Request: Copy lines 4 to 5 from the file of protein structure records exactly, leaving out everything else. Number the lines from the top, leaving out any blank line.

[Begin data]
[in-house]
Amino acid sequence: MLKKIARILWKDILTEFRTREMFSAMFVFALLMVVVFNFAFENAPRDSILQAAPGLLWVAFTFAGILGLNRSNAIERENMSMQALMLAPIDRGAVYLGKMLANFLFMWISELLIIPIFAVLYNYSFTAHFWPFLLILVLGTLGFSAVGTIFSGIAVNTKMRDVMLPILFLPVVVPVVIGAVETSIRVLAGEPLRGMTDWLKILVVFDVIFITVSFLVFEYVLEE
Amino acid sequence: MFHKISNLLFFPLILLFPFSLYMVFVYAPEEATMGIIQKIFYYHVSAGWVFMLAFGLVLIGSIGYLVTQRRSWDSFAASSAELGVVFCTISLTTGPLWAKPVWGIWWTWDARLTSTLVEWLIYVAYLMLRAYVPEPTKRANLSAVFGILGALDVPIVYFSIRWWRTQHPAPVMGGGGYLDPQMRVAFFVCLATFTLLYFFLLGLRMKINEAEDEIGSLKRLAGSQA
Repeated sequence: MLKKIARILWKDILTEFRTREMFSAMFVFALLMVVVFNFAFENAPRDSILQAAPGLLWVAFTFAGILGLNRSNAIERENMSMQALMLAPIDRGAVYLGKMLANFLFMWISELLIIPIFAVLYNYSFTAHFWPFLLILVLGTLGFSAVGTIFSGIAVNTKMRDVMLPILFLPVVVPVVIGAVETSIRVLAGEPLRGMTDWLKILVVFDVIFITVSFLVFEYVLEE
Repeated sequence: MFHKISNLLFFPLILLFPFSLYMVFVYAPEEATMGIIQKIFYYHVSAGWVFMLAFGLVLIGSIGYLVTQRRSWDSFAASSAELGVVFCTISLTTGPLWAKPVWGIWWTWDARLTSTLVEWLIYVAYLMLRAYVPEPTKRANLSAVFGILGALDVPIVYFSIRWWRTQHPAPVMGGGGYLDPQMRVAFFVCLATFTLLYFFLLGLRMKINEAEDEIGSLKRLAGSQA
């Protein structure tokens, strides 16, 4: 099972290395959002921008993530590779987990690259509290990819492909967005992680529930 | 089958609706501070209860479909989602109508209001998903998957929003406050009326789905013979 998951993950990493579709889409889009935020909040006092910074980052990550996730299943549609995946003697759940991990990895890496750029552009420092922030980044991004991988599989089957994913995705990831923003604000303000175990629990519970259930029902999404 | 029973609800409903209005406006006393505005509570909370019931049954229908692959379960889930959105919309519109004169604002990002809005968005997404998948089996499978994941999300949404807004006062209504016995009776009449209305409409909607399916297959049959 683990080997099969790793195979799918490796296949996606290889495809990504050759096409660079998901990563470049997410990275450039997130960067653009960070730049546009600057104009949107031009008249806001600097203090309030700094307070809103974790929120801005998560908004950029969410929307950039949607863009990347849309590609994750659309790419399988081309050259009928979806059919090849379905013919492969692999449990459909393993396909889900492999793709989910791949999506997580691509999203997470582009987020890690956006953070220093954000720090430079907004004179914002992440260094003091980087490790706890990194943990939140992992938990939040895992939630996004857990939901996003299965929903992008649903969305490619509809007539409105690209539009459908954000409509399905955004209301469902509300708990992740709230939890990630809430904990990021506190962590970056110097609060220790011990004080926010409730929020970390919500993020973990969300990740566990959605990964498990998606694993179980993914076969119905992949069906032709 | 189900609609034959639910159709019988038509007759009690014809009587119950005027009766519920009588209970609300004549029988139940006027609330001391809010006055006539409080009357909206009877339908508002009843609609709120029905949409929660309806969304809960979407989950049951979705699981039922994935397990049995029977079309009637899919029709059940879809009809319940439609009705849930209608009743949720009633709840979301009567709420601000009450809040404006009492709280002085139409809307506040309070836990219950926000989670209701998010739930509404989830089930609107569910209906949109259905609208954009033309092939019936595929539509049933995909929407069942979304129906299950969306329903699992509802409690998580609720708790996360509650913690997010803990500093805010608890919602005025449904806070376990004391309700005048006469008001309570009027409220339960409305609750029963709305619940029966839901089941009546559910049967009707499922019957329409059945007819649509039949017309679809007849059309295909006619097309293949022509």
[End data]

Repeated sequence: MLKKIARILWKDILTEFRTREMFSAMFVFALLMVVVFNFAFENAPRDSILQAAPGLLWVAFTFAGILGLNRSNAIERENMSMQALMLAPIDRGAVYLGKMLANFLFMWISELLIIPIFAVLYNYSFTAHFWPFLLILVLGTLGFSAVGTIFSGIAVNTKMRDVMLPILFLPVVVPVVIGAVETSIRVLAGEPLRGMTDWLKILVVFDVIFITVSFLVFEYVLEE
Repeated sequence: MFHKISNLLFFPLILLFPFSLYMVFVYAPEEATMGIIQKIFYYHVSAGWVFMLAFGLVLIGSIGYLVTQRRSWDSFAASSAELGVVFCTISLTTGPLWAKPVWGIWWTWDARLTSTLVEWLIYVAYLMLRAYVPEPTKRANLSAVFGILGALDVPIVYFSIRWWRTQHPAPVMGGGGYLDPQMRVAFFVCLATFTLLYFFLLGLRMKINEAEDEIGSLKRLAGSQA